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Old 12-03-2005, 09:15 PM   #11
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yes Higher intensity will give you better penetration but if he has low watts per gallon in a big tank that could be the problem couldnt it?
I prefer to think of it from the oppisite direction...A tank with 6-7 wpg of CF lighting would not automatically qualitfy it to keep light-demanding animals. In this case, depth is what is important. While 150watts of MH lighting may not be enought to sustain a clam placed on the substrate. Moving the clam to a higher place on the rockwork is a better option.
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Small clams neeeeeed to be fed. They need to be taken out of the tank (in a bowl of water) and the water needs to be saturated with phytoplankton (DTs).
I agree with Phyllis in that small clams do need direct feedings. I would caution removing the clam from the tank to do so. Rock dwelling species such as the Crocea will actually attach to the rock and romoving them could cause damage to the foot...leading to infection etc. Even clams that prefer the sustrate should be provided with a flat rock burried in the substrate that they can attach to.
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Old 12-04-2005, 01:02 AM   #12
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I'm sorry! I missed the fact that it was a MH fixture. I saw Orbit and heard PC

MH should be fine once it is big enough to be photosynthetic. Until then feedings are still a must. Taking the clam out of the tank is still a good idea because you can super saturate the water in the bowl without risking fouling your tank. If you let them attach to a shell or small portable rock then taking it out of the tank is easier on them.
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Old 12-04-2005, 01:19 AM   #13
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I have never kept clams but could a syringe or something similar with the food be injected close to its mouth also?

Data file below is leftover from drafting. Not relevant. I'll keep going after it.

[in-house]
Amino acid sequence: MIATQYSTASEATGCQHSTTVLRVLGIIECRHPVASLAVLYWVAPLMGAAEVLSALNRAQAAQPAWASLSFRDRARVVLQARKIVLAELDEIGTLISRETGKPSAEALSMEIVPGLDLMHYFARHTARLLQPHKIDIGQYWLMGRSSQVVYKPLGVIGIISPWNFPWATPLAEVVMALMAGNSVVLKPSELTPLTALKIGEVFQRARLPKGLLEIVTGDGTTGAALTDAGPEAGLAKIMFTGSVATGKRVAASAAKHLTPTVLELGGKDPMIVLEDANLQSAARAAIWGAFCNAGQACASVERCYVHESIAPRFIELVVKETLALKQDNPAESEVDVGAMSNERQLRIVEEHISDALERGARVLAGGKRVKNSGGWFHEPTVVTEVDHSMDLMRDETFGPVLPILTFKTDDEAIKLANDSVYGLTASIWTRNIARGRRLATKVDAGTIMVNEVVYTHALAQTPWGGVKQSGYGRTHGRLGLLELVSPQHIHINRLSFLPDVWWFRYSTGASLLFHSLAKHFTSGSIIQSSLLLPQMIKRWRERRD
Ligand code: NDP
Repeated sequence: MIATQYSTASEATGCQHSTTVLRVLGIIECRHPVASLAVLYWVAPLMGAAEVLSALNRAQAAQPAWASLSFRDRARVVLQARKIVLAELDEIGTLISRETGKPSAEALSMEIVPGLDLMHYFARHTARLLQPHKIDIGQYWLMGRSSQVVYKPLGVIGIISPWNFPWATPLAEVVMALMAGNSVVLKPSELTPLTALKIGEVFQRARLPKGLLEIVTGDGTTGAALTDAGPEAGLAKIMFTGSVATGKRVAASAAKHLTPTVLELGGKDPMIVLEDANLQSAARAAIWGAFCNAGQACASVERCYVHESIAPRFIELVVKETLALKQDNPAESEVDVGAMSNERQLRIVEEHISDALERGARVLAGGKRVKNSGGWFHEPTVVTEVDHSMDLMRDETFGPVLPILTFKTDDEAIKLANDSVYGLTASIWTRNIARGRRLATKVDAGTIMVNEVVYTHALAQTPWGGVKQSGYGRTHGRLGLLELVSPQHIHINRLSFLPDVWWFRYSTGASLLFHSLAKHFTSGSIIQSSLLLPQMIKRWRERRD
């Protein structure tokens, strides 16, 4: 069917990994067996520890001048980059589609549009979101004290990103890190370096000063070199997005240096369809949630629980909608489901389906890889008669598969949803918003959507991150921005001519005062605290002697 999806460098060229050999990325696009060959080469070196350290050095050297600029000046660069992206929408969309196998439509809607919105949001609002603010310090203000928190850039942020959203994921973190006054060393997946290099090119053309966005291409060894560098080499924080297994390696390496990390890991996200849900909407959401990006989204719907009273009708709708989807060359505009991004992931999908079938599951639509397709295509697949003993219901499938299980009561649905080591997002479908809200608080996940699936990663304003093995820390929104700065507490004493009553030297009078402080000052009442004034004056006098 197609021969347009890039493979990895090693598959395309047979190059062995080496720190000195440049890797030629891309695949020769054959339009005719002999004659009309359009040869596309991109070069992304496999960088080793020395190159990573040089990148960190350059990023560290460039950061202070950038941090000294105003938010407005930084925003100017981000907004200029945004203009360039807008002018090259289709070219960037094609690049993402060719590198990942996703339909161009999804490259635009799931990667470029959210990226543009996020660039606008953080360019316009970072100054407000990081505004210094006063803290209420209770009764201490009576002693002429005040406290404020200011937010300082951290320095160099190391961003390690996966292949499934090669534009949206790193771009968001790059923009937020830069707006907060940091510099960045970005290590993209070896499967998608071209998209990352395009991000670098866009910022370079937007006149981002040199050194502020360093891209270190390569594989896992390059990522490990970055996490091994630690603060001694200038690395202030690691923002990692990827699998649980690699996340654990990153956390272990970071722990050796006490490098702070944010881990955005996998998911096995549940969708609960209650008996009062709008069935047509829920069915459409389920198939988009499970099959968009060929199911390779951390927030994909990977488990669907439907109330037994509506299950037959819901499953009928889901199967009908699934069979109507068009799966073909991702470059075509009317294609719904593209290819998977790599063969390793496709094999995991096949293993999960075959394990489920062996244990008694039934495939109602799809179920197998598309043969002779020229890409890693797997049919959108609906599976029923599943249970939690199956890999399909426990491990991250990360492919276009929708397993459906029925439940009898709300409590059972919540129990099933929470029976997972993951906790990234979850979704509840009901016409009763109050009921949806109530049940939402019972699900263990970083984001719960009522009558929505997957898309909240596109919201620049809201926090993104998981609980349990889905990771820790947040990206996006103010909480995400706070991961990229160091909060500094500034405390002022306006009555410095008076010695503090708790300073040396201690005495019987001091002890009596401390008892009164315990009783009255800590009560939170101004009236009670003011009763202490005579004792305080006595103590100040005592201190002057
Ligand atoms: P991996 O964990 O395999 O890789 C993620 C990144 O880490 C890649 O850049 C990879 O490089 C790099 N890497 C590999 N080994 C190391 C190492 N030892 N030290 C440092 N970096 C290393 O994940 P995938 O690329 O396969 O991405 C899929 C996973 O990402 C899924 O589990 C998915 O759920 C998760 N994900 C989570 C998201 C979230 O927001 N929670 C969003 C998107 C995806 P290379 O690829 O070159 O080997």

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Old 12-04-2005, 01:53 PM   #14
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Originally Posted by AndyH5512
On a side note, I just got some Roti-Rich from the LFS to feed the clam. Has anyone ever tried using this stuff?
Rotifers are generally too large for clams to injest (50-100 nm) while live phytoplanton is right in the range (4-40 nm) and will feed the clam just fine. Until it reach's the 2ish" size range, it will rely quite strongly on these feedings.

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Old 12-04-2005, 01:58 PM   #15
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I have never kept clams but could a syringe or something similar with the food be injected close to its mouth also?
Too much too fast/often can cause the gills to clog, especially if the micron size is not appropriate. While still quite small they can be removed from the tank and "bowl fed". Many prefer placing them in a small 5-10 gallon tank and just add the foods there until they reach an appropraite size for a display tank. Basically your looking for enough surface area on the mantle for it to properly photosynthesize it's own food via zooxanthellae. Typically once the reach the 2"+ size, they will need much less in the way of direct feedings.

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Old 12-04-2005, 02:56 PM   #16
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Hey Steve. This particular clam (if it survives last night's MIA fiasco-under another post) is just under 2." Shall I grab some phytoplankton, then?
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Old 12-05-2005, 10:44 AM   #17
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Wouldn't hurt to feed it some for the short term anyway. Once it gets over about 2" and has a good mantle extension, you can simpley add the phyto to the tank occasionally as supplimentation. For now though, you really need to ensure it's feeding.

How is the clam attached if at all and where (on the bottom?) has it been placed in the tank?

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Old 12-05-2005, 01:18 PM   #18
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Steve, it's not attached yet. I have it placed on the sand substrate. Since it was plowed into the sand the other night, though, I am going to place it on a flat rock and build a small rubble wall around it. I dont want it plowed into the sand again.
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Old 12-06-2005, 11:18 AM   #19
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They will be alot healthier if you can let them attach but something small and mobile is best. Either a flat piece of rock like you suggested or ½ shell from a dead clam. That way the clam can be more appropriately placed when it's light needs become more important that feeding.

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Old 12-06-2005, 02:58 PM   #20
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Thanks, I got the DT's last night. All seems to be well.
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